In January, a Proton is set to launch ESA’s ExoMars Trace Gas Orbiter to the Red Planet.
GREENBELT, Md. (NASA PR) — Another CubeSat mission involving significant contributions from Goddard scientists has won a berth on NASA’s Exploration Mission-1 (EM-1) in 2018. The pint-size spacecraft will be one of the first to venture into interplanetary space.
MOJAVE, Calif. (Scaled Composites PR) — Our business is to design prototype, cutting-edge aircraft. Safety has always been a critical component of Scaled’s culture and, as the NTSB noted today, our pilots were experienced and well-trained. As part of our constant and continuing efforts to enhance our processes, we have already made changes in the wake of the accident to further enhance safety. We will continue to look for additional ways to do so. We extensively supported the NTSB’s investigation and appreciate all of its work to make the industry safer. Mike Alsbury exemplified the passion that all our employees share. He and his family are always in our thoughts, and they are especially so today.
Mr. Greenberg is a professional photographer who was hired by Virgin Galactic to photograph the flight test of SpaceShipTwo last October while airborne from an Extra 300 chase aircraft. Greenberg’s photos captured pilot Pete Siebold’s descent to the desert floor after he was thrown free after the spaceship broke up. He was using two still cameras and operating a GoPro Hero in video mode during the accident event.
The following sequence is extracted from a National Transportation Safety Board (NTSB) document about the loss of SpaceShipTwo last October. The images show the breakup of the vehicle from a camera on one of the tail booms. The premature unlocking of the feather mechanism resulted in aerodynamic pressures deploying the movable tail booms during powered ascent.
NTSB experts did the annotation on the photos and the narrative that accompanies the images. The sequence spans 3 seconds.
Figure 62 is the last frame exported from the recording that shows the feather in a undeployed and nominal position. A vertical line was drawn at the intersection of the right boom’s leading edge and the contour of the upper fuselage structure to illustrate the feather’s relative position. In every frame prior to this, the feather position is nominal. By figure 62 and forward, the exported images show positive feather movement indicated by the incongruity between the vertical line and the relative position of the right boom’s leading edge and the contour of the fuselage.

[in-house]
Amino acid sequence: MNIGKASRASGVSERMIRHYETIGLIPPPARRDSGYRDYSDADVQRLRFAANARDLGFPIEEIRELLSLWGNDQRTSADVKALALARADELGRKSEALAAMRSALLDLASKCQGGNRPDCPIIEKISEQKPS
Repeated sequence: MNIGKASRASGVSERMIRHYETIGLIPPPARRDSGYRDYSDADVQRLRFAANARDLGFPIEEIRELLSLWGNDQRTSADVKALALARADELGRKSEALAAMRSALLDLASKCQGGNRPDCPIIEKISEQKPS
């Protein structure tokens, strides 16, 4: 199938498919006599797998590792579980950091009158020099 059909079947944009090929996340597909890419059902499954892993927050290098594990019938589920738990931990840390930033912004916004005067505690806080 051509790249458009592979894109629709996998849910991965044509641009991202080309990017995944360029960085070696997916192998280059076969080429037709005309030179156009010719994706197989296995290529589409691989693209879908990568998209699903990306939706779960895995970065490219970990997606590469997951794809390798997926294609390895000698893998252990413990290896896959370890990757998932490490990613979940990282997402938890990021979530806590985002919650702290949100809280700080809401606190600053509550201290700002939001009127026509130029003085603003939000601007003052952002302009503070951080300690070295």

The National Transportation Safety Board has released a summary of an interview it conducted with Scaled Composites pilot Pete Siebold, who was in command of SpaceShipTwo when it broke up over the Mojave Desert last Oct. 31 during a flight test. Siebold was thrown clear of the ship and managed to parachute to safety, but not before passing out and struggling to activate his oxygen system. Co-pilot Mike Alsbury was not as lucky; he died in the crash.
The following excerpt describes Siebold’s descent and landing from about 10 miles up, the extent of his injuries, and his treatment by medical personnel in the desert and at Antelope Valley Hospital.
Because he considered this a “high-risk” flight he stated that he took extra precautions and took time to think through scenarios that might happen and how he would rapidly respond in an emergency and activate his parachute and oxygen cylinder. About 10-15 minutes prior to release there was a period of low workload when he was able to physically feel for the parachute D-ring rip cord, oxygen activation pud, and the dual-lever seatbelts to improve his “muscle memory” in the event of an emergency. This was not a written procedure, but something he personally did on some flights.
Below is an excerpt from the cockpit recording of the SpaceShipTwo crash on Oct. 31, 2014. The transcript picks up as a controller gives the OK for the WhiteKnightTwo mother ship to release SpaceShipTwo. The spacecraft broke up 38 seconds later when its feather mechanism deployed prematurely during powered ascent. The powered portion of the flight lasted 11 seconds.
Descriptions of what is happening in the SpaceShipTwo cockpit and what pilot Pete Siebold and co-pilot Mike Alsbury are doing are in brackets  and italics.
All times are given in UTC. The accident occurred at 10:07 a.m. PDT.
WASHINGTON, DC (CSF PR) — Today the National Transportation Safety Board (NTSB) held a public hearing to adjudicate the probable cause of last year’s SpaceShipTwo test flight accident, which resulted in an in-flight breakup. NTSB’s investigators and analysts presented their findings, conclusions, and recommendations in a draft report to the NTSB Board members. Throughout the discussion, NTSB staff and Board members praised the industry’s strong commitment to transparency and cooperation during the investigation, which helped lead to a more timely and complete resolution of the accident investigation.